It is notable that Wiener was totally unaware of Lindgren's powerful review essay, "Fall from Grace: Arming America and the Bellesiles Scandal," in the Yale Law Journalwhen he began his Nation piece, even though tens of thousands of readers (now well over one hundred thousand!) had downloaded it from several websites. But while that is disquieting in itself, his e-mails demonstrate something even more disturbing: they show that he and his editors were desperate to link Lindgren with the NRA, the better to sully his scholarly integrity.

This attempt to undermine Lindgren, who in the past published two pro-gun control articles, by tying him to the NRA is particularly reprehensible, when, as Wiener was advised before he wrote his article, Michael Bellesiles is the one who proudly announced that he was once an NRA member. In a taped interview published in the Emory Report in 1999, Bellesiles said, "I'm familiar with guns -- I used to be in the NRA, as a matter of fact." Indeed, his claimed NRA membership was well known to people in his circle, one of whom Wiener interviewed. In the Chicago-Kent Law Review, Bellesiles's friend and supporter, Stanford Professor Jack Rakove thanked "Michael Bellesiles, a card-carrying member of the NRA, for general guidance." Isn't it odd that Wiener, an academic historian supposedly committed to parsing the evidence before him fairly, tries to imply that someone with absolutely no ties -- ever -- with the NRA had such ties, but he fails to mention that the historian he is defending, Michael Bellesiles, asserted he was an NRA member -- an assertion that Wiener was aware of? Wiener does remark that Bellesiles is "a longtime gun owner who only recently gave up skeet shooting," but there is only deafening silence about Bellesiles's self-confessed NRA membership.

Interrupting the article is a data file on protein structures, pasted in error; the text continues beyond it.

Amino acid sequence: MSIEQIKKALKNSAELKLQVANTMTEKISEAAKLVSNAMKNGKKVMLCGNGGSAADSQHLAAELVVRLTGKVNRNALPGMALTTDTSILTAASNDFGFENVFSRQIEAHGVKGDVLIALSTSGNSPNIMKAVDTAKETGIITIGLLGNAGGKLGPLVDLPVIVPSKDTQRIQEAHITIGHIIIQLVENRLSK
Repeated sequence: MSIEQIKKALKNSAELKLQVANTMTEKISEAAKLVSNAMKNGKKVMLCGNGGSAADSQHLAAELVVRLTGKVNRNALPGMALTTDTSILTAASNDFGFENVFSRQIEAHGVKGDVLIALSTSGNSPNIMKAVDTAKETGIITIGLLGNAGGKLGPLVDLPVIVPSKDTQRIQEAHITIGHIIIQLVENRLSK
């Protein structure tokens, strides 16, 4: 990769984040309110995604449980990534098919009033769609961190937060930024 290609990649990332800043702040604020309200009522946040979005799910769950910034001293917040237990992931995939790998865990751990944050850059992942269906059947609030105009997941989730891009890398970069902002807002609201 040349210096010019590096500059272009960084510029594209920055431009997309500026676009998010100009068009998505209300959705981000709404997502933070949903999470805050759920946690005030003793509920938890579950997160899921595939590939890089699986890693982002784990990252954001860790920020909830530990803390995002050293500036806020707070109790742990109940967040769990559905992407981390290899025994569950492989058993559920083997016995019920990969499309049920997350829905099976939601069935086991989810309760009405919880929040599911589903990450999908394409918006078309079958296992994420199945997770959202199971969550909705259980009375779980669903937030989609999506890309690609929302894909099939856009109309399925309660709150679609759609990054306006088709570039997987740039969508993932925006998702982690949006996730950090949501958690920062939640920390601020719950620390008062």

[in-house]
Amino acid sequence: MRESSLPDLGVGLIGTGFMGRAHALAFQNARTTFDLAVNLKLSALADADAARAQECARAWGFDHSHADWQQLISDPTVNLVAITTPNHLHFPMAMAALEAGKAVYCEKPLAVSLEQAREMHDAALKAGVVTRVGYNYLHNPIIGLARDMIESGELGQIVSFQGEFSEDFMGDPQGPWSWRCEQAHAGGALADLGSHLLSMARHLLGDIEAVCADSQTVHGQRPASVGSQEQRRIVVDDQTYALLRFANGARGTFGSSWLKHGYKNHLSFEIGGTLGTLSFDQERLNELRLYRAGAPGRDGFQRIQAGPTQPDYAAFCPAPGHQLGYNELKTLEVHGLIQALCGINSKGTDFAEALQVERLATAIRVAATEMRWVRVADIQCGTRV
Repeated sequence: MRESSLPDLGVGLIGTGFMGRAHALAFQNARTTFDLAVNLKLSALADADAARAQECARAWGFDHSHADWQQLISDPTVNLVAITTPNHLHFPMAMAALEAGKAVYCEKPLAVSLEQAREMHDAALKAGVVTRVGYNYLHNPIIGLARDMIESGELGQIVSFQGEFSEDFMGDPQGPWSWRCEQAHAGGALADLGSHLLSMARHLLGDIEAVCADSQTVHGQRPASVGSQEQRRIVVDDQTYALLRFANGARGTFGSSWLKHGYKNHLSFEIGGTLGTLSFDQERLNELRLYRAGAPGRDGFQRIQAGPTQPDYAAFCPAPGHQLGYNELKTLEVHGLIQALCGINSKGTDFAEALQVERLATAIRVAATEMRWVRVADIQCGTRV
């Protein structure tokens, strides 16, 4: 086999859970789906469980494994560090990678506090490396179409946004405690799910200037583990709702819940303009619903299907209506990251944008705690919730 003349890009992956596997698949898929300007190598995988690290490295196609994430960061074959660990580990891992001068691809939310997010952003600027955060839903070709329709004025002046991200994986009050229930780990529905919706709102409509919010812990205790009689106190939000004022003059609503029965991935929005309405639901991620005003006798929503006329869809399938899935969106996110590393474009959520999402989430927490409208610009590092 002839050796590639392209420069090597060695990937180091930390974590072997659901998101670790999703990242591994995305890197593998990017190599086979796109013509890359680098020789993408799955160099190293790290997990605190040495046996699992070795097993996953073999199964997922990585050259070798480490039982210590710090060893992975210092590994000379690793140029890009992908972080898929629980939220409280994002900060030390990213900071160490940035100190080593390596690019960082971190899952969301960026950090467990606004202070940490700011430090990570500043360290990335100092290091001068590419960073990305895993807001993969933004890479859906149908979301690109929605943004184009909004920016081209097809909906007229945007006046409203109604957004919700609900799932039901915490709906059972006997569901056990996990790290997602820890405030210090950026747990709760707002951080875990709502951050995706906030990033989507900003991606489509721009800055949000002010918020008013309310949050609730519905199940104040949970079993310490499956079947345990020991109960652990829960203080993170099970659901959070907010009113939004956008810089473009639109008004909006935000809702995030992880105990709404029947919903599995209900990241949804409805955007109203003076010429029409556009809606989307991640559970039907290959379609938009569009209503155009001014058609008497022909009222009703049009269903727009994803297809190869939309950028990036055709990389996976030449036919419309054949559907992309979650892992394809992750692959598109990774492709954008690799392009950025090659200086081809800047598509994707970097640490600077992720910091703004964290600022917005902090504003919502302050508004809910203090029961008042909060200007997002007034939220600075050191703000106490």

All of this, of course, is of a piece with Wiener's "shooting the messenger" approach to the Bellesiles scandal. For example, even after being informed of Lindgren's Yale Law Journal essay, a classic review article that runs to 54 pages and includes a long appendix of "selected errors" drawn from over 200 documents detailing the fabrications and falsifications endemic to Arming America, Wiener totally ignored its substance. He mentions it only in a derogatory way as Lindgren's "second attack" on Bellesiles, the first "attack" apparently being "Counting Guns in Early America," in the William and Mary Law Review, the scholarship which first exposed Bellesiles's probate fabrications to a historical community hitherto completely oblivious to them while it was showering Arming America with praise and prizes. Nor does Wiener ever cite a single, solitary error in the articles he labels "attacks," as if they were polemics and not scholarly critiques. Undoubtedly, and one can say this with absolute certainty considering Wiener's track record, that failure on his part to find errors was not for lack of trying but because he simply couldn't turn any up.